Rabbi Angel was interested in holding the service for a number of reasons, most prominently because of her synagogue’s most distinctive aspect: Congregation Sha’ar Zahav is an LGBT synagogue, built on progressive, inclusive ideals.

“Sha’ar Zahav is a community that strives to be radically inclusive,” says Angel. “We know from our LGBT history that every life is a world, every life is a blessing, and every death is a loss. We’re to honor their spirit and their soul the same way we would for any other death.”

Aside from simply being one geographically close to the Golden Gate Bridge, as an LGBT community, Sha’ar Zahav’s congregation can relate to the suicides in more personal ways.

“One angle that is particularly moving from my point of view,” says Angel, “is that there’s been a recent epidemic of suicides among the LGBT community.”

“We have many congregants who have lost family members, spouses to suicide, in addition to people who have helped others end their lives after suffering from AIDS. Aside from Jenni, I don’t know of anyone who lost someone specifically to the bridge, but in this town it’s probably six degrees of separation.”

Whitmer, who plans to attend the ceremony, hopes it will “bring suicide out of the closet,” by allowing people to speak about it, and that it will call more attention to the need for the walkway to be closed on the bridge until a barrier is erected.

The Golden Gate Bridge is the only national landmark without a suicide prevention barrier in place, but activists like Whitmer and Meyer have been campaigning for years to change that. Olson’s 2005 movie helped reignite the conversation about it, and recent legislation signed by President Obama should make it possible for national funds to be allotted to build a net underneath the bridge.

John Bateson, author of the recently published “The Final Leap,” about suicide jumpers from the Golden Gate Bridge, provided the community with the list of victims that he had compiled for his book. As the former executive director of a crisis intervention and suicide prevention center in the San Francisco Bay Area, Bateson knows firsthand what the situation is like on the bridge.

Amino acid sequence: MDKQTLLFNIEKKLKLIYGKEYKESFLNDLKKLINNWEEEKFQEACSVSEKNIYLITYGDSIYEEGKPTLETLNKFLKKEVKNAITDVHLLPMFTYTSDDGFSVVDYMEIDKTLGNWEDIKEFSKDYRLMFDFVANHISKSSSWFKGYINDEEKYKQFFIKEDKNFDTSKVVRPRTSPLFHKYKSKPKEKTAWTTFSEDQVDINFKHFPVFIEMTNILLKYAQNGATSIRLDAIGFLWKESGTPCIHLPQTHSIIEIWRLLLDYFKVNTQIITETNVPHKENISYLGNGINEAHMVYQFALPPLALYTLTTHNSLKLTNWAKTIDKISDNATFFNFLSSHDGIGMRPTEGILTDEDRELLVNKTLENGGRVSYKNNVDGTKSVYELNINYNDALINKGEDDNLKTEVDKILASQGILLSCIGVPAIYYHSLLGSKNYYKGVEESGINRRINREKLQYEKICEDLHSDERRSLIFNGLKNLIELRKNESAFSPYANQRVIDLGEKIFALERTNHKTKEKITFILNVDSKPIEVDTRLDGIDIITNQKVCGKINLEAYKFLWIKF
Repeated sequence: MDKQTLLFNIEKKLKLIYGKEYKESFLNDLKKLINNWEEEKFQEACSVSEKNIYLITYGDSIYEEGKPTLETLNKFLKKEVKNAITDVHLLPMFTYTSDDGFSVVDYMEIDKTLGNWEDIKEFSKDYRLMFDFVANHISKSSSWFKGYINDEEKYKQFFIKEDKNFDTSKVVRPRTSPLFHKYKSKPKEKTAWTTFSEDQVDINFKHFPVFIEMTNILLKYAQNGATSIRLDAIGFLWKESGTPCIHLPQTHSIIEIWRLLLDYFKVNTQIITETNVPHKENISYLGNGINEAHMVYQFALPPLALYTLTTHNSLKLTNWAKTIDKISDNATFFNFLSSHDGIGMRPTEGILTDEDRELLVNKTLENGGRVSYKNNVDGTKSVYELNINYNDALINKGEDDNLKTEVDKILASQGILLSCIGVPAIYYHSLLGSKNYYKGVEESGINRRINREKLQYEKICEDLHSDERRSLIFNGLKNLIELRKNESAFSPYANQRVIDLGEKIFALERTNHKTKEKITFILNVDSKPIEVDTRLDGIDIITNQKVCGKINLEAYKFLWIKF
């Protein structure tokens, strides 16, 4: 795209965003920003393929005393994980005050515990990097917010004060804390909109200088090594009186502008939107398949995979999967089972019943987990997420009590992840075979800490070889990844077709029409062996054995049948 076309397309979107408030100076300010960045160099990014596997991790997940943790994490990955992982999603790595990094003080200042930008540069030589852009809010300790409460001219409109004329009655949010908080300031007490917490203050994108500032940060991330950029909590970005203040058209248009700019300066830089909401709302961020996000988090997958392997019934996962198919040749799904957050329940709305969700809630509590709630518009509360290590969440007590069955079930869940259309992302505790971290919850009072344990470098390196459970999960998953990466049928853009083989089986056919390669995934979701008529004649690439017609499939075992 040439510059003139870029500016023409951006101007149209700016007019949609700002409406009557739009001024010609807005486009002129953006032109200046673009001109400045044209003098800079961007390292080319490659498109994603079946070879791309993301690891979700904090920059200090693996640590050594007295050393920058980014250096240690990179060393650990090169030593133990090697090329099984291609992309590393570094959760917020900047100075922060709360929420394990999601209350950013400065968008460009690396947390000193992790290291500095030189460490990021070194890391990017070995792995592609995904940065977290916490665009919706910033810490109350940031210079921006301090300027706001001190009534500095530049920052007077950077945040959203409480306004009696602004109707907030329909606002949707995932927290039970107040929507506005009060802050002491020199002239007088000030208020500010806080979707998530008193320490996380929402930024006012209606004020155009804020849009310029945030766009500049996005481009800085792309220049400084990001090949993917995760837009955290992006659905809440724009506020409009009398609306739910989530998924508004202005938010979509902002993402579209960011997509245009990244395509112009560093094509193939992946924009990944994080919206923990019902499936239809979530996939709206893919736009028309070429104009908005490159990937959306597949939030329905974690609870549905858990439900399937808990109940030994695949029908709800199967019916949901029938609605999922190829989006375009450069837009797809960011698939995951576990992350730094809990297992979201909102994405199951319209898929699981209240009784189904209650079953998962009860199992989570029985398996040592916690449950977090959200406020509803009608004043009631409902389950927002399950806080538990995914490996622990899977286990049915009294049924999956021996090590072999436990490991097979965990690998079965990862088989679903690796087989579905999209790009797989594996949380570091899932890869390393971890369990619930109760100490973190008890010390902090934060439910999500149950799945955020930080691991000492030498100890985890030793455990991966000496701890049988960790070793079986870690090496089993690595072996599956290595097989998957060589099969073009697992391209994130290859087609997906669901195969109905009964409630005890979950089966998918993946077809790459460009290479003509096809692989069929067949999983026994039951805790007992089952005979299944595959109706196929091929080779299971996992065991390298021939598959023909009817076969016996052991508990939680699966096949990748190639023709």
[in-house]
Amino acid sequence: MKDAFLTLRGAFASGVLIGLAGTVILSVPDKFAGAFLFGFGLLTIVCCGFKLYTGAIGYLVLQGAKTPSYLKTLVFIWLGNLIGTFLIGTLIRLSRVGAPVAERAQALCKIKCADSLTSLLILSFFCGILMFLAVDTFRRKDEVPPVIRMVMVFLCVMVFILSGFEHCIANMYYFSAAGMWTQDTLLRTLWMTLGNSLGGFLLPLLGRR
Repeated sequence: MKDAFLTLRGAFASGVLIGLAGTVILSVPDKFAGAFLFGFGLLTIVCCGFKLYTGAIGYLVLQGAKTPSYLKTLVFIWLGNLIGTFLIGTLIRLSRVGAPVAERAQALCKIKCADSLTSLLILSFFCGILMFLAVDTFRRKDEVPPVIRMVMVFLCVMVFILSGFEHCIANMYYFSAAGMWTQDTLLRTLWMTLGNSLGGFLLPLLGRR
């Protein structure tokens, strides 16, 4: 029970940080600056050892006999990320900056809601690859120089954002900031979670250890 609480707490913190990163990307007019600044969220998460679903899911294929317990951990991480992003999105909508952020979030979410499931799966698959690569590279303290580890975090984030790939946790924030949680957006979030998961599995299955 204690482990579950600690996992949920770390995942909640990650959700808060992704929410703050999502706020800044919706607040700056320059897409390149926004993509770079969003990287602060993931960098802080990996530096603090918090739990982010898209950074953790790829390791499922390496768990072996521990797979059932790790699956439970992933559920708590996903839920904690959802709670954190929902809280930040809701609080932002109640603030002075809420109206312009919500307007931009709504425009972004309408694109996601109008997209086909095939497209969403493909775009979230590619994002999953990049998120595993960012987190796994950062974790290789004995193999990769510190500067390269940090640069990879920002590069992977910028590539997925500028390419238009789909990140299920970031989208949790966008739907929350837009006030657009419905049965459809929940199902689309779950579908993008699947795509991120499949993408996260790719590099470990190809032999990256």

“The railing on the walkway is so low that anyone can climb over it. It’s a very easy way to jump.” Even though some point to surveillance cameras and suicide hotline phones on the bridge as adequate prevention, Bateson says otherwise. “Most calls come from passing cars, not security guards watching cameras. And in the past 10 years, only 2 or 3 calls have been made from the bridge’s phones.”

Critics of the plan to build a net underneath the bridge point out that those who would jump from the bridge can simply choose elsewhere to commit suicide, in various other ways. Dayna Whitmer has an unexpected response to that: “I hope they do,” she says emphatically. “Jumping from the bridge is the most lethal way to commit suicide, with a 99% rate of death. It’s only 47% from a building jump, 10% from drugs, and suicide by guns is very difficult in San Francisco.”

Two men who have survived the jump from the bridge currently speak about their experiences and work to prevent others from attempting suicide.

Of the 1,558 confirmed suicides, only a handful seem to be Jewish, but that doesn’t deter the organizers of the Yizkor. Olson composed a special Kaddish for the ceremony (text below), honoring the dead regardless of religious identity. Traditionally, Judaism has always accepted the practice of saying Kaddish for a non-Jew.

As a rabbi, Angel believes this event has a greater lesson for all involved, and all who hear about it. “I hope people who read about this think about how they might include tradition and symbols to remember those who have been forgotten.”

With additional reporting by Nathan Guttmann

Contact Simi Lampert at lampert@forward.com

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Simi Lampert